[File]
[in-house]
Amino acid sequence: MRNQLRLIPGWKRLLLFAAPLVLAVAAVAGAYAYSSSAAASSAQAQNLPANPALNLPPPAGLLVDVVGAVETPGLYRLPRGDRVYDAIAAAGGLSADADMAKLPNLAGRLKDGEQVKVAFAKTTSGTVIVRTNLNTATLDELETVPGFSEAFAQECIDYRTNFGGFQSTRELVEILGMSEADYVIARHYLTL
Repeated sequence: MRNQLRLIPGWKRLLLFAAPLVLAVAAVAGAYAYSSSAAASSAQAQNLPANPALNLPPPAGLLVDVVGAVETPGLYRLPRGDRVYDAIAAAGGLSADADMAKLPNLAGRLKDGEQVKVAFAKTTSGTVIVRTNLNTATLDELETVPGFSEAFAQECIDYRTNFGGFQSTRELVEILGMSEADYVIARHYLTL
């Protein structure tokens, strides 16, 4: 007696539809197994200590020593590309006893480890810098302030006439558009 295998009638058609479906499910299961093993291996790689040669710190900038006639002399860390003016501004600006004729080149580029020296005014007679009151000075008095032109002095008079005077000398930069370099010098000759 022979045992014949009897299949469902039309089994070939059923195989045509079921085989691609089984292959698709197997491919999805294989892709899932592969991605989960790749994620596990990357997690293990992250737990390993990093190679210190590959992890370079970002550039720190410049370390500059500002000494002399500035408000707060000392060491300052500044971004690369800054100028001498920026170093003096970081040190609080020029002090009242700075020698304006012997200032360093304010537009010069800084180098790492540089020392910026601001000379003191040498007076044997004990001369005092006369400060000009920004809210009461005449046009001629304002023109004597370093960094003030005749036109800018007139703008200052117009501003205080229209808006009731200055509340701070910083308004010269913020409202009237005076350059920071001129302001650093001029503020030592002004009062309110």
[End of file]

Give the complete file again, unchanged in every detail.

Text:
[in-house]
Amino acid sequence: MRNQLRLIPGWKRLLLFAAPLVLAVAAVAGAYAYSSSAAASSAQAQNLPANPALNLPPPAGLLVDVVGAVETPGLYRLPRGDRVYDAIAAAGGLSADADMAKLPNLAGRLKDGEQVKVAFAKTTSGTVIVRTNLNTATLDELETVPGFSEAFAQECIDYRTNFGGFQSTRELVEILGMSEADYVIARHYLTL
Repeated sequence: MRNQLRLIPGWKRLLLFAAPLVLAVAAVAGAYAYSSSAAASSAQAQNLPANPALNLPPPAGLLVDVVGAVETPGLYRLPRGDRVYDAIAAAGGLSADADMAKLPNLAGRLKDGEQVKVAFAKTTSGTVIVRTNLNTATLDELETVPGFSEAFAQECIDYRTNFGGFQSTRELVEILGMSEADYVIARHYLTL
């Protein structure tokens, strides 16, 4: 007696539809197994200590020593590309006893480890810098302030006439558009 295998009638058609479906499910299961093993291996790689040669710190900038006639002399860390003016501004600006004729080149580029020296005014007679009151000075008095032109002095008079005077000398930069370099010098000759 022979045992014949009897299949469902039309089994070939059923195989045509079921085989691609089984292959698709197997491919999805294989892709899932592969991605989960790749994620596990990357997690293990992250737990390993990093190679210190590959992890370079970002550039720190410049370390500059500002000494002399500035408000707060000392060491300052500044971004690369800054100028001498920026170093003096970081040190609080020029002090009242700075020698304006012997200032360093304010537009010069800084180098790492540089020392910026601001000379003191040498007076044997004990001369005092006369400060000009920004809210009461005449046009001629304002023109004597370093960094003030005749036109800018007139703008200052117009501003205080229209808006009731200055509340701070910083308004010269913020409202009237005076350059920071001129302001650093001029503020030592002004009062309110």